Sept. 11 panel: Poor coordination hindered 9/11 response

The terror strikes of Sept. 11, 2001 overwhelmed all immediate efforts at response or even full comprehension, a bipartisan commission reported Thursday, and spread confusion to the point that Vice President Dick Cheney mistakenly thought U.S. warplanes shot down two aircraft.

The front line civilian and military agencies struggled to "improvise a homeland defense against an unprecedented challenge they had never encountered and had never trained to meet," the panel said.

"We fought many phantoms that day," Gen. Richard Myers, chairman of the Joint Chiefs of Staff, told the panel. He noted that reports of car bombings and other terrorist acts spread quickly - and falsely - in the nerves-on-edge hours after the World Trade Center and Pentagon were struck by planes hijacked by terrorists.

The commission issued its findings as it held the final public session of a momentous review of the worst terror strikes in the nation's history. The panel is expected to make a final report next month into the events that killed nearly 3,000.

The commission said efforts to respond to four hijackings that day were plagued on multiple fronts.

One plane moved into a gap in Federal Aviation Administration radar coverage. A single air traffic controller wound up with responsibility for two hijacked planes simultaneously.

The FAA failed to notify the military that one of the four planes had been hijacked. The FAA also incorrectly told the military that the first plane to crash into the World Trade Center was still in the air after impact.

The report said the military never had more than nine minutes notice from the FAA on any of the four hijackings.

Moreover, there was a delay in passing along an order for pilots to shoot down any hostile aircraft.

Even so, the commission's report steered clear of any claims that the planes could have been intercepted.

"NORAD (North American Air Defense Command) officials have maintained that they would have intercepted and shot down United 93. We are not so sure," the report said. That was the hijacked plane that crashed into the Pennsylvania countryside, evidently after passengers struggled with the terrorists aboard.

"Their actions saved the lives of countless others," the panel said.

If FAA and NORAD officials were scrambling to deal with the strikes, so, too, were top officials of the government.

President Bush was in Florida, leaving Cheney as the senior official in Washington.

On Bush's authorization, Cheney relayed an order for military planes to shoot down aircraft deemed hostile.

At midmorning, more than a half-hour after the order had been given, Cheney told Defense Secretary Donald H. Rumsfeld he thought it had been carried out.

"It's my understanding that they've already taken a couple of aircraft out," Cheney said, according to the partial transcript of a conference call that the commission released.

The commission session was twice interrupted briefly by protesters. One man, holding an American flag, stood up and shouted, "I'm walking out." He was escorted from the room by police.

While it is customary for commission staff to read their report aloud, this one was augmented by snippets of tape recordings made that day as well as graphics demonstrating the flight paths of the four hijacked plans.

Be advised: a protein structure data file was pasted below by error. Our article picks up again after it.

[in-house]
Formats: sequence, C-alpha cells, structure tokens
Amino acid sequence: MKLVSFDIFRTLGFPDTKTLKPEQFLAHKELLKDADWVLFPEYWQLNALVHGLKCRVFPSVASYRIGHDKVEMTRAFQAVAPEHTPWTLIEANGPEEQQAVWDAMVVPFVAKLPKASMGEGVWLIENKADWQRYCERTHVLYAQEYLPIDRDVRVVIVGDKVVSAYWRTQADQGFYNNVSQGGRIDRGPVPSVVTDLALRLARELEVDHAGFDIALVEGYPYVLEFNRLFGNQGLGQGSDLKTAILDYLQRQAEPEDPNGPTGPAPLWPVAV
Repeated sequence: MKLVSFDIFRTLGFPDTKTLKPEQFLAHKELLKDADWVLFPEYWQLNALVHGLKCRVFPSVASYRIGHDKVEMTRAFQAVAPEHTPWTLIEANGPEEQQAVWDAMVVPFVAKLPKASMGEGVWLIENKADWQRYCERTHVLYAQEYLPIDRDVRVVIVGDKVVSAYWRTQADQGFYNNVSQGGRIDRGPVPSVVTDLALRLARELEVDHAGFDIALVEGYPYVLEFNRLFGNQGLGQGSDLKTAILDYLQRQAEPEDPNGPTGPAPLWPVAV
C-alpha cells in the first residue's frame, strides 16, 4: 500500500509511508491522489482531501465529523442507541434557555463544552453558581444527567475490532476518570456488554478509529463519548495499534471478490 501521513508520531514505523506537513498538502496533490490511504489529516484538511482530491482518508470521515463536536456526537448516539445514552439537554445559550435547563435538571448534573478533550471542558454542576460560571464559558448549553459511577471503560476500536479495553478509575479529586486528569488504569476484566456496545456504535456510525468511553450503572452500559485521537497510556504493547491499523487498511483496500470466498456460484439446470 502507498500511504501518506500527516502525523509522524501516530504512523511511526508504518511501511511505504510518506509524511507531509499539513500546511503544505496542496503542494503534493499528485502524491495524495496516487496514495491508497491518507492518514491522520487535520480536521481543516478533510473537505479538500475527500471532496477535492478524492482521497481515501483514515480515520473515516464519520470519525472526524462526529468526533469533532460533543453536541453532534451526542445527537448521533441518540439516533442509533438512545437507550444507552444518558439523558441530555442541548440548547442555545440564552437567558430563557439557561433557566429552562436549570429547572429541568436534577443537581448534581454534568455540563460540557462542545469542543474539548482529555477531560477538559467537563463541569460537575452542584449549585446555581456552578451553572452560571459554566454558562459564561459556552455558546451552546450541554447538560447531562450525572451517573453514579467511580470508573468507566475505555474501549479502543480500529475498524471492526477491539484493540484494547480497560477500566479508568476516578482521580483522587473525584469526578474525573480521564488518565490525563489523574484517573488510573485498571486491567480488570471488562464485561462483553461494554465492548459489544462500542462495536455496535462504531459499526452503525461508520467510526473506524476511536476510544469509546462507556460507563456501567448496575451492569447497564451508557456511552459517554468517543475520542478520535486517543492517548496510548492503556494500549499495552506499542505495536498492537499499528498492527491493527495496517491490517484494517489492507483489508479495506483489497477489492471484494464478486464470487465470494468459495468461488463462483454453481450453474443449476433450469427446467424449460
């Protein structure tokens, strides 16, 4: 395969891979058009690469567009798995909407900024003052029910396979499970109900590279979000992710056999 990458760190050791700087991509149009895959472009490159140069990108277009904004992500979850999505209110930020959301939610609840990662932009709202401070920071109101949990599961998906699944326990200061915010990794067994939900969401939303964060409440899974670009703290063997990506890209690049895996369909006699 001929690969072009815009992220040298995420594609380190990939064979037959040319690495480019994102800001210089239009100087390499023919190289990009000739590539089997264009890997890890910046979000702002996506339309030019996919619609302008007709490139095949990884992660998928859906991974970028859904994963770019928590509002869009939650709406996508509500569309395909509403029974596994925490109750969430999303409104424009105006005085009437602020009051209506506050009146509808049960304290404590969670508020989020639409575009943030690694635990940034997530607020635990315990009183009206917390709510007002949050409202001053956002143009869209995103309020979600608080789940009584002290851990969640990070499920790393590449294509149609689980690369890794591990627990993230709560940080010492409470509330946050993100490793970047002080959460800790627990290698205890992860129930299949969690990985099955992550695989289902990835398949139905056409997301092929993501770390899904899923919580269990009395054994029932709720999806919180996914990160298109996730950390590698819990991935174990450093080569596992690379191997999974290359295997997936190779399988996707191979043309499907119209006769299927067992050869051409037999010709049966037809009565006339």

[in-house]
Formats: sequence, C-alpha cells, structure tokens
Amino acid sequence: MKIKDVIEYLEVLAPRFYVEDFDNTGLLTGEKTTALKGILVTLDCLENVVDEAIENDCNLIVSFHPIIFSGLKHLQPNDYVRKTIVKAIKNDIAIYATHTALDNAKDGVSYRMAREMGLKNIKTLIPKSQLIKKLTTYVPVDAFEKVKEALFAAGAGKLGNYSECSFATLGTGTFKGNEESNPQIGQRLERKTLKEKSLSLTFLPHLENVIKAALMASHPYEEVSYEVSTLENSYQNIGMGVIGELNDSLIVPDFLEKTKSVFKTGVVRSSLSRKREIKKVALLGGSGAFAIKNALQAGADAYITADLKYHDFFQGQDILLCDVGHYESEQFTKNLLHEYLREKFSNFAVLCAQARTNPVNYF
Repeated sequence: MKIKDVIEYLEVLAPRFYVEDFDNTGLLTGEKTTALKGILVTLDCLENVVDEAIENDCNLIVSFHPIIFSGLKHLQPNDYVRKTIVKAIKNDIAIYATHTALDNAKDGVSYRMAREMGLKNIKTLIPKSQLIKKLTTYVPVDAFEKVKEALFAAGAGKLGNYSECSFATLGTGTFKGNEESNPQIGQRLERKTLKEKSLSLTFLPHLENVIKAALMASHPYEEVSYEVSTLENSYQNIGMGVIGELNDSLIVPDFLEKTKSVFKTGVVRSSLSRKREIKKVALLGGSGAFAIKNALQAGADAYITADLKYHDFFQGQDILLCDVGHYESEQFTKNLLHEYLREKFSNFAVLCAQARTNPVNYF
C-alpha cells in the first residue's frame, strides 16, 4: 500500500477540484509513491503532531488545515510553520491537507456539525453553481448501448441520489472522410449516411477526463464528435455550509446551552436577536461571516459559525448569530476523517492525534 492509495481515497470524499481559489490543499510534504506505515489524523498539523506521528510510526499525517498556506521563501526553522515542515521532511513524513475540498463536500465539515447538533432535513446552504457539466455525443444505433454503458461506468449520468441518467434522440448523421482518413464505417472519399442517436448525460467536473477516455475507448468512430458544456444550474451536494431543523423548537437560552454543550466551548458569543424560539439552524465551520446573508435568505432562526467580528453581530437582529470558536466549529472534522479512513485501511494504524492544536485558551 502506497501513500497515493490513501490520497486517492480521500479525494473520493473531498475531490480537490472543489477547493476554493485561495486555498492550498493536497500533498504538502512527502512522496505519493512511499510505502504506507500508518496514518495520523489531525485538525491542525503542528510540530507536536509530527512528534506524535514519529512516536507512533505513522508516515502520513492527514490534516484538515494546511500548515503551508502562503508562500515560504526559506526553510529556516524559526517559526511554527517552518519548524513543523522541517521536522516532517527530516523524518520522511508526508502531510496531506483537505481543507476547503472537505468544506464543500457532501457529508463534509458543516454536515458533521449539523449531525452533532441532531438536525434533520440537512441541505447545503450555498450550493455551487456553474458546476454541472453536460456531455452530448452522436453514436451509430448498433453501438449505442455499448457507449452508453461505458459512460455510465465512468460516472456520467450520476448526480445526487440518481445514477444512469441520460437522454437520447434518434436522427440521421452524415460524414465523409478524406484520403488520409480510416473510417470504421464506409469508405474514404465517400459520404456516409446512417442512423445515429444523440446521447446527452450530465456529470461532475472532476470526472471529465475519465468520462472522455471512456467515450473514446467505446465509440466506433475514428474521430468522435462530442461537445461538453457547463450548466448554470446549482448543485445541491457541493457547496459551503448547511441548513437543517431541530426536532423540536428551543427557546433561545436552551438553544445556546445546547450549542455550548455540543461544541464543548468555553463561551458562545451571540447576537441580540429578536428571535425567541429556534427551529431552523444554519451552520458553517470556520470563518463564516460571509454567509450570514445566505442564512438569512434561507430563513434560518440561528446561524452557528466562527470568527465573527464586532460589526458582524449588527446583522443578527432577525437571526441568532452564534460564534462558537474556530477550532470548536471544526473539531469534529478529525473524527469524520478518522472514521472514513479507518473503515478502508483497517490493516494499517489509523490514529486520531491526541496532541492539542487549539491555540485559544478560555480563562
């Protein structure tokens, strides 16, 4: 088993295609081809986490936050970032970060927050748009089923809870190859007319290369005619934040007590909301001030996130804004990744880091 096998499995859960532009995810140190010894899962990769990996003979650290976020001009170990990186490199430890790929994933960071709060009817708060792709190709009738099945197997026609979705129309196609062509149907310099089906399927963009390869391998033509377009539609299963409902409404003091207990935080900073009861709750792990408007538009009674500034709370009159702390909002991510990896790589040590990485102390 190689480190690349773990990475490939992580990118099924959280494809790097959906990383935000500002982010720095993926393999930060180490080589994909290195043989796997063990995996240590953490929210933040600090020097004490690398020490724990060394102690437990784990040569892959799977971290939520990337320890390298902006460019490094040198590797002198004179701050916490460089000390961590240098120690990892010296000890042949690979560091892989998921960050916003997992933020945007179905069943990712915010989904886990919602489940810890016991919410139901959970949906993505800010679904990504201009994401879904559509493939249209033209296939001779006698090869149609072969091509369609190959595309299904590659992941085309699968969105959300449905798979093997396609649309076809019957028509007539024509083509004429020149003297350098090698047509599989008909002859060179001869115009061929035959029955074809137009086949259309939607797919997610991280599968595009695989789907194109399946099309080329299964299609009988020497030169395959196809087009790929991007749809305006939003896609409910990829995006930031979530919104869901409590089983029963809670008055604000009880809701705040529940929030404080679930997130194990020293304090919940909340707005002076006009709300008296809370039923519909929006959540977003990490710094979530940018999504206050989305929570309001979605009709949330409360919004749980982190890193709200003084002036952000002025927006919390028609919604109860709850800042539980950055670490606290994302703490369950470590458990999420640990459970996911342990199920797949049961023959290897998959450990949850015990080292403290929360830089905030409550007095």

A particularly haunting transmission came from the cockpit of American Airlines Flight 11, which took off from Boston and was the first plane to strike the World Trade Center. A person believed to be Mohamed Atta, the alleged ringleader of the 19 hijackers, who piloted the plane, is heard saying to passengers: "We have some planes. Just stay quiet and you'll be OK. We are returning to the airport."

Later, Atta tells the passengers, "If you try to make any moves, you'll endanger yourself and the airplane."

The report largely blamed inadequate emergency procedures that contemplated more time to react to a traditional hijacking rather than a suicide hijacking.

In many cases, the panel praised the actions of government personnel forced to make split-second decisions. In the hours just after the attacks occurred, nearly 4,500 planes in the air had to be landed as quickly as possible. To do that, air traffic controllers first had to reroute about a quarter of them - juggling 50 times the usual number of planes rerouted each hour.

"We do not believe that an accurate understanding of the events of that morning reflects discredit on the operational personnel," the report said.

The report issued said air traffic controllers realized at 8:24 a.m. on Sept. 11 that Flight 11 was being hijacked, but lost several minutes notifying layers of command - according to protocol - before contacting NORAD. The plane crashed at 8:46 a.m.

Controllers, meanwhile, didn't realize American Airlines Flight 77 - which took off from Dulles Airport outside Washington - might be hijacked when it mysteriously started veering off course at 8:54 a.m. The plane then traveled undetected for 36 minutes toward Washington, due in part to a radar glitch.

The confusion meant only an unarmed military cargo plane could be diverted to track the plane. The plane located Flight 77 but could do nothing as the commercial jetliner crashed into the Pentagon.

The commission is winding down its 1 1/2-year investigation after interviewing more than 1,000 witnesses, including Bush, and reviewing more than 2 million documents.


On the Net:

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